The World Health Organization (WHO) is eager to continue developing vaccines to fight major diseases, including tuberculosis (TB) and Ebola, in cooperation with Russia, WHO Director-General Dr Tedros Adhanom Ghebreyesus said on Friday.
MOSCOW (Sputnik) — Moscow hosted a two-day conference dubbed “Ending TB in the Sustainable Development Era: A Multisectoral Response” that attracted over 1,000 participants, including dozens of ministerial delegates from countries around the world.
WHO Director-General Dr Tedros Adhanom Ghebreyesus said at the conference that the organization is “very keen to partner with the Russian Federation” to develop vaccines for TB, Ebola and other major diseases.
Ghebreyesus praised Russia’s efforts, particularly, the political commitment of the government to prevent and fight tuberculosis.
The participants of the conference unanimously adopted the Moscow declaration on tackling tuberculosis, Russian Health Minister Veronika Skvortsova said Friday.
“Russia has done a lot in the prevention, in the early diagnosis and treatment of TB and also research and development, plus in allocating funds, domestic resources to fight TB. These are the recommendations we made in the declaration. The Russian Federation has done almost all of them. This shows the political commitment that the [Russian] government has. If countries are to learn from Russia, it starts from political commitment,” Ghebreyesus stated.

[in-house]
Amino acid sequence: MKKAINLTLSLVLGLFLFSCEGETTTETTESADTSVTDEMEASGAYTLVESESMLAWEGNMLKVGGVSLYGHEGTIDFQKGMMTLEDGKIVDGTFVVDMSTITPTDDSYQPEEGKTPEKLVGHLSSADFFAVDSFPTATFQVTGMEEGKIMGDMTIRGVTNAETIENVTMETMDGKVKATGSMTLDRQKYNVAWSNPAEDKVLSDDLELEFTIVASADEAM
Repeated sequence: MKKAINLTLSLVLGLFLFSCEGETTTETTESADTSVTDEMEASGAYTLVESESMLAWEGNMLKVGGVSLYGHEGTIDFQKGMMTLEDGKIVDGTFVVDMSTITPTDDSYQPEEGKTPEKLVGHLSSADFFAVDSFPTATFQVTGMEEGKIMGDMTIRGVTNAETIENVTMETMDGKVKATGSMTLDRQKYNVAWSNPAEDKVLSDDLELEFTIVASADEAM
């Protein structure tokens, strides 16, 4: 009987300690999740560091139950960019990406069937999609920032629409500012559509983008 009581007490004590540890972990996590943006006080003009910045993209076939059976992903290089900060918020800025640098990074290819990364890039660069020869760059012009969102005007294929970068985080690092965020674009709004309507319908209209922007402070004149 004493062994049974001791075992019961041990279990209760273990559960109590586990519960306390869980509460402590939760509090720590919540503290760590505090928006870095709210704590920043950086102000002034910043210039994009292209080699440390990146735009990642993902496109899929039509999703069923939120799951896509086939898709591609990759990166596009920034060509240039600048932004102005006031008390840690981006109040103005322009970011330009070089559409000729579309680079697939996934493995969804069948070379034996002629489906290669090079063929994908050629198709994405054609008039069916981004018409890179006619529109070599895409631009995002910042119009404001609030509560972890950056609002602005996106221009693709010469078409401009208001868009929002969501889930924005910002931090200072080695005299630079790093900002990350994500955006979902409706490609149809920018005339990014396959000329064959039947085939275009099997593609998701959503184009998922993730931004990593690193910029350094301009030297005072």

TB is an infectious disease, which primarily targets the lungs and is caused by bacteria called Mycobacterium tuberculosis. According to the latest WHO Global Tuberculosis report, an estimated 10.4 million people were infected with TB in 2016 and 1.7 million died from the disease.
The problem of tuberculosis goes beyond the competence of health authorities and should be addressed from all angles, Skvortsova said.
“The creation of a multi-sectoral system of accountability where we can visualize the input any organization can have — whether economic, social or health-related — in solving the problem of tuberculosis with the use of understandable and transparent methods is a vital goal both nationally and globally,” she said at the conference.
The minister added that the social significance of tuberculosis required it to be addressed not only by health agencies and ministries but also by “organizations responsible for the conditions of life of the workforce, ecology, environment, education, finance and the economy.”